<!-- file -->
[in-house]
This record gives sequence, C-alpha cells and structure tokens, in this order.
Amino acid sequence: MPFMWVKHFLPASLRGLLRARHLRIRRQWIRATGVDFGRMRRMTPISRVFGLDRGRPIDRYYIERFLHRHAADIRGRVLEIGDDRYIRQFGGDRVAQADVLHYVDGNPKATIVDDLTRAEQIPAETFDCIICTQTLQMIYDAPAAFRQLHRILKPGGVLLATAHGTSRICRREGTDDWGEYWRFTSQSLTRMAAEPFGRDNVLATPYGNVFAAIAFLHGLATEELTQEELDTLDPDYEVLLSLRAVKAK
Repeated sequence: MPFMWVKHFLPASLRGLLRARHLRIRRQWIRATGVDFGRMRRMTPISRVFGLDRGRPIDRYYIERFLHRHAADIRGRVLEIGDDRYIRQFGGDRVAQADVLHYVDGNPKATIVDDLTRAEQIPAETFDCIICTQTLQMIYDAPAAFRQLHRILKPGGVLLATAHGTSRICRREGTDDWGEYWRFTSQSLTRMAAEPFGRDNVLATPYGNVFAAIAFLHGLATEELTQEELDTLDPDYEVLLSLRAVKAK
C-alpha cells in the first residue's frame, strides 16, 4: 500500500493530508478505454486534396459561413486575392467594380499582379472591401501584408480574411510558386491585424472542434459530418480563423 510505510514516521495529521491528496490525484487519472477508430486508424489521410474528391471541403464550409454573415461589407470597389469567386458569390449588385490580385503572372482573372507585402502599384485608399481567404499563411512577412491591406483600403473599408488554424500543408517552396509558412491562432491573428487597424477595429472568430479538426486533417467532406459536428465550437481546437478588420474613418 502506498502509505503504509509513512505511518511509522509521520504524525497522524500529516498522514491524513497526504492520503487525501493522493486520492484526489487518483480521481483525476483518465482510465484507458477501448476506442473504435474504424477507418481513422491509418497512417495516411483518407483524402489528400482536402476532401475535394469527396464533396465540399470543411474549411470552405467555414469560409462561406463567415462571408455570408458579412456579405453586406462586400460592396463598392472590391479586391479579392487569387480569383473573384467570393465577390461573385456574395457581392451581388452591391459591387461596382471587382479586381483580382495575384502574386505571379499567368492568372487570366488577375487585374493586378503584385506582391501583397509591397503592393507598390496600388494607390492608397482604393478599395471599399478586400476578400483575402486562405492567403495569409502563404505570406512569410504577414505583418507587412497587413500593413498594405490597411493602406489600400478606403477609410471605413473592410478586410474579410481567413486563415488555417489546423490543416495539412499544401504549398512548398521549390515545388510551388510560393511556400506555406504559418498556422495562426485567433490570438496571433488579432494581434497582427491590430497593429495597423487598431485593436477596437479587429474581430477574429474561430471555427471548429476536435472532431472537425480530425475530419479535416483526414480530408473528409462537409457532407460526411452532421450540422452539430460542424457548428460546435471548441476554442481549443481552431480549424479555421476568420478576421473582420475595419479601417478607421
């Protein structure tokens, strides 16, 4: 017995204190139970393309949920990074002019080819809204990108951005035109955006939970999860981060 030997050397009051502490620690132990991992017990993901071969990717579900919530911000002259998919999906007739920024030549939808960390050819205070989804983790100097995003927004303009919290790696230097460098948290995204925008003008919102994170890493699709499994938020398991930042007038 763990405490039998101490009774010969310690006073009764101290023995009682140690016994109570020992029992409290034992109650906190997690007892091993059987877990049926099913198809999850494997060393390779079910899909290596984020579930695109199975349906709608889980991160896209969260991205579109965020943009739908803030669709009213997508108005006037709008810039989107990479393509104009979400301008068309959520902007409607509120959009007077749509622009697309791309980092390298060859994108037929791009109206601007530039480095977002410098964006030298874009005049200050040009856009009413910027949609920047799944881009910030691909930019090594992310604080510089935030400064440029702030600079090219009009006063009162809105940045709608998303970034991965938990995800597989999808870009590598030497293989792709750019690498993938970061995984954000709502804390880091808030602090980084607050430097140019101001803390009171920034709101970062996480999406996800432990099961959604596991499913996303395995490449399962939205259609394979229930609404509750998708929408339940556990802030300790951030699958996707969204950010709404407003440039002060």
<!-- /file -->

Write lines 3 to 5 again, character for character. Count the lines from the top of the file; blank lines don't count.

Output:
Amino acid sequence: MPFMWVKHFLPASLRGLLRARHLRIRRQWIRATGVDFGRMRRMTPISRVFGLDRGRPIDRYYIERFLHRHAADIRGRVLEIGDDRYIRQFGGDRVAQADVLHYVDGNPKATIVDDLTRAEQIPAETFDCIICTQTLQMIYDAPAAFRQLHRILKPGGVLLATAHGTSRICRREGTDDWGEYWRFTSQSLTRMAAEPFGRDNVLATPYGNVFAAIAFLHGLATEELTQEELDTLDPDYEVLLSLRAVKAK
Repeated sequence: MPFMWVKHFLPASLRGLLRARHLRIRRQWIRATGVDFGRMRRMTPISRVFGLDRGRPIDRYYIERFLHRHAADIRGRVLEIGDDRYIRQFGGDRVAQADVLHYVDGNPKATIVDDLTRAEQIPAETFDCIICTQTLQMIYDAPAAFRQLHRILKPGGVLLATAHGTSRICRREGTDDWGEYWRFTSQSLTRMAAEPFGRDNVLATPYGNVFAAIAFLHGLATEELTQEELDTLDPDYEVLLSLRAVKAK
C-alpha cells in the first residue's frame, strides 16, 4: 500500500493530508478505454486534396459561413486575392467594380499582379472591401501584408480574411510558386491585424472542434459530418480563423 510505510514516521495529521491528496490525484487519472477508430486508424489521410474528391471541403464550409454573415461589407470597389469567386458569390449588385490580385503572372482573372507585402502599384485608399481567404499563411512577412491591406483600403473599408488554424500543408517552396509558412491562432491573428487597424477595429472568430479538426486533417467532406459536428465550437481546437478588420474613418 502506498502509505503504509509513512505511518511509522509521520504524525497522524500529516498522514491524513497526504492520503487525501493522493486520492484526489487518483480521481483525476483518465482510465484507458477501448476506442473504435474504424477507418481513422491509418497512417495516411483518407483524402489528400482536402476532401475535394469527396464533396465540399470543411474549411470552405467555414469560409462561406463567415462571408455570408458579412456579405453586406462586400460592396463598392472590391479586391479579392487569387480569383473573384467570393465577390461573385456574395457581392451581388452591391459591387461596382471587382479586381483580382495575384502574386505571379499567368492568372487570366488577375487585374493586378503584385506582391501583397509591397503592393507598390496600388494607390492608397482604393478599395471599399478586400476578400483575402486562405492567403495569409502563404505570406512569410504577414505583418507587412497587413500593413498594405490597411493602406489600400478606403477609410471605413473592410478586410474579410481567413486563415488555417489546423490543416495539412499544401504549398512548398521549390515545388510551388510560393511556400506555406504559418498556422495562426485567433490570438496571433488579432494581434497582427491590430497593429495597423487598431485593436477596437479587429474581430477574429474561430471555427471548429476536435472532431472537425480530425475530419479535416483526414480530408473528409462537409457532407460526411452532421450540422452539430460542424457548428460546435471548441476554442481549443481552431480549424479555421476568420478576421473582420475595419479601417478607421